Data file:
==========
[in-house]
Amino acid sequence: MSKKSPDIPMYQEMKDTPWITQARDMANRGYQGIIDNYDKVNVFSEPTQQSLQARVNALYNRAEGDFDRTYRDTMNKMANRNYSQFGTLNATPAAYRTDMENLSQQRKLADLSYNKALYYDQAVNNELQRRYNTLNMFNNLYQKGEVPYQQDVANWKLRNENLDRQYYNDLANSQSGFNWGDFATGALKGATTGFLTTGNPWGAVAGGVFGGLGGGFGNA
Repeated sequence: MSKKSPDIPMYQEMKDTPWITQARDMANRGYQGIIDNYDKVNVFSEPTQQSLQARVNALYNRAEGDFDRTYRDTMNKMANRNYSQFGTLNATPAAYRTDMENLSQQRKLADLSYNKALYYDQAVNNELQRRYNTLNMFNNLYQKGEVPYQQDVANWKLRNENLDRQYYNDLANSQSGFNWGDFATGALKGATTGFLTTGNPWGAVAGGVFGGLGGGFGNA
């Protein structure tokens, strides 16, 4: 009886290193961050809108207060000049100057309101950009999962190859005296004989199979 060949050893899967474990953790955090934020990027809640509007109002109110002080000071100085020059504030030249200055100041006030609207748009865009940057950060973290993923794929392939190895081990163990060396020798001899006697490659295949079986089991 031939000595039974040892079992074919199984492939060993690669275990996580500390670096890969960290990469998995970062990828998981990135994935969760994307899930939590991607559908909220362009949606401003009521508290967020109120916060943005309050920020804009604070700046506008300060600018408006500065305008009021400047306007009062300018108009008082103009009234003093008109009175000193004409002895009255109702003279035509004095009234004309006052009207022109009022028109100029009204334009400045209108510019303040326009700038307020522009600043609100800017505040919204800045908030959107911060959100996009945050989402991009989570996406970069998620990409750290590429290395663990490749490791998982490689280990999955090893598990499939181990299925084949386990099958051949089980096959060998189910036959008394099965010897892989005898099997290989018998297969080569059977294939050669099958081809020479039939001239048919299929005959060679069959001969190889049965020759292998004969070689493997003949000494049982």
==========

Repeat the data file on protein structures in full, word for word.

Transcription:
[in-house]
Amino acid sequence: MSKKSPDIPMYQEMKDTPWITQARDMANRGYQGIIDNYDKVNVFSEPTQQSLQARVNALYNRAEGDFDRTYRDTMNKMANRNYSQFGTLNATPAAYRTDMENLSQQRKLADLSYNKALYYDQAVNNELQRRYNTLNMFNNLYQKGEVPYQQDVANWKLRNENLDRQYYNDLANSQSGFNWGDFATGALKGATTGFLTTGNPWGAVAGGVFGGLGGGFGNA
Repeated sequence: MSKKSPDIPMYQEMKDTPWITQARDMANRGYQGIIDNYDKVNVFSEPTQQSLQARVNALYNRAEGDFDRTYRDTMNKMANRNYSQFGTLNATPAAYRTDMENLSQQRKLADLSYNKALYYDQAVNNELQRRYNTLNMFNNLYQKGEVPYQQDVANWKLRNENLDRQYYNDLANSQSGFNWGDFATGALKGATTGFLTTGNPWGAVAGGVFGGLGGGFGNA
């Protein structure tokens, strides 16, 4: 009886290193961050809108207060000049100057309101950009999962190859005296004989199979 060949050893899967474990953790955090934020990027809640509007109002109110002080000071100085020059504030030249200055100041006030609207748009865009940057950060973290993923794929392939190895081990163990060396020798001899006697490659295949079986089991 031939000595039974040892079992074919199984492939060993690669275990996580500390670096890969960290990469998995970062990828998981990135994935969760994307899930939590991607559908909220362009949606401003009521508290967020109120916060943005309050920020804009604070700046506008300060600018408006500065305008009021400047306007009062300018108009008082103009009234003093008109009175000193004409002895009255109702003279035509004095009234004309006052009207022109009022028109100029009204334009400045209108510019303040326009700038307020522009600043609100800017505040919204800045908030959107911060959100996009945050989402991009989570996406970069998620990409750290590429290395663990490749490791998982490689280990999955090893598990499939181990299925084949386990099958051949089980096959060998189910036959008394099965010897892989005898099997290989018998297969080569059977294939050669099958081809020479039939001239048919299929005959060679069959001969190889049965020759292998004969070689493997003949000494049982």